A Bystander's Face
Though I thought I was on a date, a swim in a quarry,
I was lost, far from anywhere I could call home.
What I understood as a smart career move
turned out to be a ride in the cramped back seat of someone’s pickup
and what I thought was the romance of all time
and the cottage to hold it
turned out to be a rickety wheel that kept spinning, spinning.
The chores, the endless, wiping, washing, buying,
trashing—were they the dream turned inside out
or the dream itself?
What I saw as brown bunches of lilacs left over from May
were the burnt feathers after a fire in a chicken coop
and what I heard as the painful whine of the smoke detector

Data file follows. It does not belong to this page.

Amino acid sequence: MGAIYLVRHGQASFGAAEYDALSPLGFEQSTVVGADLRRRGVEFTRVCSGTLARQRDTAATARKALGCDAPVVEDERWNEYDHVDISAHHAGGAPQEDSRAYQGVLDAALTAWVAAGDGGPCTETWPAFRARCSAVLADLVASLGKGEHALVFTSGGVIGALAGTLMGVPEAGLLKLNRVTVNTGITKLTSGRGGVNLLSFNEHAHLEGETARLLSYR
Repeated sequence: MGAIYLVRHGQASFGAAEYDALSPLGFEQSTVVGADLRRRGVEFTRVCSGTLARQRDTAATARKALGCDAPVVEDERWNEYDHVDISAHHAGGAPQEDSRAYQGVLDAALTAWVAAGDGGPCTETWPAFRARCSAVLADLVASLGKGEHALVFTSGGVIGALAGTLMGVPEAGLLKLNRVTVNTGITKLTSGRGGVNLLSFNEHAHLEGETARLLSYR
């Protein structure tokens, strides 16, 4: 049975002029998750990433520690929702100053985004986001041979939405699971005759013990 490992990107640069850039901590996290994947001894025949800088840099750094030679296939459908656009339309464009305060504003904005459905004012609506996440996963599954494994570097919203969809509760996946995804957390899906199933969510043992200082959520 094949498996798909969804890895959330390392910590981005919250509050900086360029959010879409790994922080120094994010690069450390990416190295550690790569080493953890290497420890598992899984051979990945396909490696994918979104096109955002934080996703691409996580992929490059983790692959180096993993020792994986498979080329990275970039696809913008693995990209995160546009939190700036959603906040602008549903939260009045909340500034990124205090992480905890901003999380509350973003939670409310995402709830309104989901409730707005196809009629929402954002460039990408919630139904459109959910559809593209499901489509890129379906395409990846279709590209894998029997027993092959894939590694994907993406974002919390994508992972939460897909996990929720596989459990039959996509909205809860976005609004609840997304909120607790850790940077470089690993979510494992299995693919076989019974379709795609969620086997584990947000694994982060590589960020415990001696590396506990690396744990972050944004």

turned out to be your voice calling me to your room
for help getting up in the night.
The nervous bark of a young dog
was the howl of an old dog trapped under a fallen chair.
The hum of an elecric heater turned out to be
an airport escalator coming off its track, tumbling down,
and when I thought I saw a tree’s branch
poke like a fingertip into a bystander’s face,
the branches quavered and there was no face.
I saw a crowd of people, but there was no crowd,
simply fears lined up with masks and placards
threatening bystanders, me.